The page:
Article:CAS and LL/SC Implementation Details by Processor family

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There exist a small set of distinct processor families which support CAS or LL/SC. Implementation details vary by platform and are important for software implementation.


CAS (Compare-and-Swap) implementations offer a small set of atomic instructions, such as ADD or EXCHANGE. These and only these instructions are atomic. The instructions have no failure mode - they are issued, and they take however long they take, and then they are done. If a CAS operation is issued, it will always succeed in the sense that the instruction was issued and performed, but of course the compare being performed by the CAS may not be equal and so the target of the CAS then is not updated by the swap value.

CAS means to compare-and-swap one word. DWCAS means to compare-and-swap two contigious words of memory. Only the Compare-and-Swap instruction ever offers double-word - all the others, ADD, EXCHANGE, etc, are always one word.


LL/CS (Load-Linked and Conditional-Store) implementations offer two instructions, LL and SC (different processor families have different names for them), where the LL loads from memory into a register but in some way monitors the memory location loaded; the caller can then continue as usual, using the whole instruction set, until the caller finally comes to issue the SC, which has to store back to the address loaded from, and where the SC operation will fail if the contents of that address have changed since the load.

The nature of the monitoring of the load address varies by family. Some families allow one monitor per processor; others allow have one monitor per n bytes of memory (so that any write inside the zone (known as an "Exclusive Reservation Granule") containing the load address, by any processor, causes the store to fail), etc. For almost all processor families, only one LL can be held at a time, so issuing a second LL invalidates the first, and a context switch on a processor holding an LL normally causes the SC to fail always, when it comes to be performed.

LL/SC is usually used to emulate CAS, which is to say, LL/SC is used to write a tiny bit of code which loads a target memory address, compares it to a comparand, and then writes back a swap value to the target if the comparand and target values are equal.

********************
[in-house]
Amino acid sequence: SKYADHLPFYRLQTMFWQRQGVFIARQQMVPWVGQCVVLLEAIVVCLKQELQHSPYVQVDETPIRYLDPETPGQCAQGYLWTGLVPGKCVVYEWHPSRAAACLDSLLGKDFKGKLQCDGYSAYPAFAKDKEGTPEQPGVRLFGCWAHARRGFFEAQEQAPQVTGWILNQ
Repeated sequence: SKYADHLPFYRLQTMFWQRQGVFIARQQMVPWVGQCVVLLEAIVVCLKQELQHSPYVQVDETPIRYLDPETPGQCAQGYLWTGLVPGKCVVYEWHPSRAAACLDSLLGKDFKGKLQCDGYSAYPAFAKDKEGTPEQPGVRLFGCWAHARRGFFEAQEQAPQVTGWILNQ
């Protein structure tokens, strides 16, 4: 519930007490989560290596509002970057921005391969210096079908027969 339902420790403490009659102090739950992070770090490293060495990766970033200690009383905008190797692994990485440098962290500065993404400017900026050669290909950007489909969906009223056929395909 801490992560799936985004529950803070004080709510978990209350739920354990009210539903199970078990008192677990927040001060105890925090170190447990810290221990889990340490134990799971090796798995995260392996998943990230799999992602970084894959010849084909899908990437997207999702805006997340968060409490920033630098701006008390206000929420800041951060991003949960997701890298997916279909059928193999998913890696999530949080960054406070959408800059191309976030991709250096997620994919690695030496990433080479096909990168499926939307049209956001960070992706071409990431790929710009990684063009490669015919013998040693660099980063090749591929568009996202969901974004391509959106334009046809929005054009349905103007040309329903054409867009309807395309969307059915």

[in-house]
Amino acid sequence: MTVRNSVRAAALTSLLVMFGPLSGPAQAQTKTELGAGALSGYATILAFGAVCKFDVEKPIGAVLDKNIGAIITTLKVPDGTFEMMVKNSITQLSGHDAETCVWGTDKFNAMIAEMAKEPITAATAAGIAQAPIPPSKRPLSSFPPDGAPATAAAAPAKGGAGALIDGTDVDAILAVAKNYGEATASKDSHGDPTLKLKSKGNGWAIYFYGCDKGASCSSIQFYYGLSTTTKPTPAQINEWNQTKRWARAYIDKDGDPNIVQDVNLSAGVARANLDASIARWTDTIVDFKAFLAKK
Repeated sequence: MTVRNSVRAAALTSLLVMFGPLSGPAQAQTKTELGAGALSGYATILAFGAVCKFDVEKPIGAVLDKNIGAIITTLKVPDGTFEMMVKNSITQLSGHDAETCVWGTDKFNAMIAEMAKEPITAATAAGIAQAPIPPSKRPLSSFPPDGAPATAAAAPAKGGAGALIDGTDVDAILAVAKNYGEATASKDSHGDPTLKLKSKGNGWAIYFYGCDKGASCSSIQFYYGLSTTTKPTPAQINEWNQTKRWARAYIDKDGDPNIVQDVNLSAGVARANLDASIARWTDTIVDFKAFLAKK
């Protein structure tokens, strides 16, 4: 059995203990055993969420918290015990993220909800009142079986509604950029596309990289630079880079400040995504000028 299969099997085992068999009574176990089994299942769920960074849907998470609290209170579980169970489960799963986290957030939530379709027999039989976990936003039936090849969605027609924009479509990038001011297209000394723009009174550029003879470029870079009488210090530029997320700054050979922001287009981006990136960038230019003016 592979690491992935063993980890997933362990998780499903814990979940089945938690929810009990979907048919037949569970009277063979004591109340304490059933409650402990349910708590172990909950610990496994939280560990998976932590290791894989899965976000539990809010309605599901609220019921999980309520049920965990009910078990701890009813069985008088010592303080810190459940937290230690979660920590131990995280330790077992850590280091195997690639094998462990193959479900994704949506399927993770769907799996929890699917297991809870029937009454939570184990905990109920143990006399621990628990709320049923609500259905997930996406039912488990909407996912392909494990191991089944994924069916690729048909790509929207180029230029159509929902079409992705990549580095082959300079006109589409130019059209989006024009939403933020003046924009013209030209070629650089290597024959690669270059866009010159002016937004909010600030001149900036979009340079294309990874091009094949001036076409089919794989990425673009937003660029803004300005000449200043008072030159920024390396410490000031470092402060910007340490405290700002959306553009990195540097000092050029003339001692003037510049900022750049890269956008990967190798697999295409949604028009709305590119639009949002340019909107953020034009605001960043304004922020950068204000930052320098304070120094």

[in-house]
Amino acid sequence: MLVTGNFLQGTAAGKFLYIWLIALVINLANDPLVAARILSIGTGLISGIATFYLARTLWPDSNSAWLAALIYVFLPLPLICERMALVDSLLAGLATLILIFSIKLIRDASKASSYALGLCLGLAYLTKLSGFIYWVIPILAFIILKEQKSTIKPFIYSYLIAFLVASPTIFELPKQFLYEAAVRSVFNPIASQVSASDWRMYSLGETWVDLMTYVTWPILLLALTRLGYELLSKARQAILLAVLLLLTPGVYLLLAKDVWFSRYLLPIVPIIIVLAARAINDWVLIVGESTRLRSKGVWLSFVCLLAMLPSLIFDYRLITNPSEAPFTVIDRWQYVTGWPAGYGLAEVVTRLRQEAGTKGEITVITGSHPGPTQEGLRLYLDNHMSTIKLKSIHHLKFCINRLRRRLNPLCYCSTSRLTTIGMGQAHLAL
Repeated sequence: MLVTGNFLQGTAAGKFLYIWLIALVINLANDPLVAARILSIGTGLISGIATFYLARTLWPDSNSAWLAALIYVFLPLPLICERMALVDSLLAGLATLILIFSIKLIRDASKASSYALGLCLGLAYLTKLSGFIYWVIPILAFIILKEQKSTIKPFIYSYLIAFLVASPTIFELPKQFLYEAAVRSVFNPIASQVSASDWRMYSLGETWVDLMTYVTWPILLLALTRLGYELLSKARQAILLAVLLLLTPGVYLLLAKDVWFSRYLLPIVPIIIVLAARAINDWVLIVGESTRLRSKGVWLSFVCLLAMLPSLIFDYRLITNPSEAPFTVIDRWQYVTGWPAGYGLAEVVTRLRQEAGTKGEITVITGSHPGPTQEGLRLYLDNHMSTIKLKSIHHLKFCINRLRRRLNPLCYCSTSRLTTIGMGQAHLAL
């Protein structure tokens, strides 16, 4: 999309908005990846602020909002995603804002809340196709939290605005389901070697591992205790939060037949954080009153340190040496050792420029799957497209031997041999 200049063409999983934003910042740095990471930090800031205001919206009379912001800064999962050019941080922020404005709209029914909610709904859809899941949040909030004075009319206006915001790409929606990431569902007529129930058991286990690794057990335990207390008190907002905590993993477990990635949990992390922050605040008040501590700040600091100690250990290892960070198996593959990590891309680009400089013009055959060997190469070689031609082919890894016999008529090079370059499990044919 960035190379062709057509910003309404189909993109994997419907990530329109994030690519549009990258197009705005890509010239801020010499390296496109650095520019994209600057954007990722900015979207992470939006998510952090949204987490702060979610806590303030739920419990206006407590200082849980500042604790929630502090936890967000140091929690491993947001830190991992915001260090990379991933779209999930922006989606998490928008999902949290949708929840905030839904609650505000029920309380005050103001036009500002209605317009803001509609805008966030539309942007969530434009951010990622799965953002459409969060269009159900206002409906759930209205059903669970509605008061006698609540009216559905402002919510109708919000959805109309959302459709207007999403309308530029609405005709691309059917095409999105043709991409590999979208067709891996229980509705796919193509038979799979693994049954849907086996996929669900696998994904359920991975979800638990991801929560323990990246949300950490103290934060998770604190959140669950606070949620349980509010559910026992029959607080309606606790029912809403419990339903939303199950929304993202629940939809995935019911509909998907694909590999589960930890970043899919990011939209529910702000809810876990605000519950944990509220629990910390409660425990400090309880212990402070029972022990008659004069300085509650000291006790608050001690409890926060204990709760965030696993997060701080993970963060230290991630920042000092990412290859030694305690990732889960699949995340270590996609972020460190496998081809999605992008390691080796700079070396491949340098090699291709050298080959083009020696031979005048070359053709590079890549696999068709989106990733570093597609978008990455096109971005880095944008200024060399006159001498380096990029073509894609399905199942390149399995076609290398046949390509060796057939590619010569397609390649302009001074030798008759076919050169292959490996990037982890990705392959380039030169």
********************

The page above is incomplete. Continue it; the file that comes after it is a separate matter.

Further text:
Because the SC can fail spuriously (context switch, another processor writes into the monitor zone, etc), we see here unlike real CAS, we can see the instruction itself fail, as well as the compare itself "fail" (not be equal). This is what GCC (version 4.7.3 or greater, the new instrinics, not the old ones) is referring to in its atomic instrinics what it talks about "weak" and "strong" atomic operations. A weak operation means issue the LL/SC once, and come back with the result, even if the failure is actually a spurious failure (the target and comparand are equal, but the SC operation reported failure to write); a strong operation means loop on the LL/SC operation until the SC operation comes back with a failure or success which matches whether or not the target and comparand are equal.

Processor Families Implementating CAS

  • IA64
  • x64
  • x86

Processor Families Implementating LL/SC

  • 68k
  • Alpha
  • ARM
  • MIPS
  • RISC V

Implementation Details


  • CAS
  • no DWCAS as such, but there is an instruction to compare one word and then to write back two, and this is all you need for ABA with counters; you compare the counter, and if it differs, you swap both the pointer and counter


  • CAS
  • no DWCAS


  • CAS
  • Note Intel by default (can be disabled in some BIOSes) fetches both the cache line you've asked for AND THE FOLLOWING CACHE-LINE, ALWAYS. As such atomic isolation on Intel is actually twice the cache line size.


  • CAS
  • DWCAS introduced either with the 386 or 486.


  • CAS
  • DCAS - not DWCAS - but DCAS; the ability to atomically compare-and-swap two *distinct* memory addresses.


  • LL/SC
  • Unknown DW LL/SC


  • LL/SC
  • DW LL/SC (from architecture ARM6k onwards)
  • One LL/SC pair active per processor at any one time, uses an Exclusive Reservation Granule from 8 to 2048 bytes, but also has the concept of a per-processor (local) monitor and a global (system-wide) monitor. If the LL/SC is on a cache-line which is exclusive, only the local monitor is invoked, and the local monitor can be very weak indeed - it may even only keep track of whether or not a second LL has been issued since the original!
  • ERG size is 8 to 2048 bytes for both ARM32 and ARM64. The size has not changed for ARM64.


  • LL/SC
  • no DW LL/SC
  • One active LL/SC pair per processor.


  • LL/SC
  • no DW LL/SC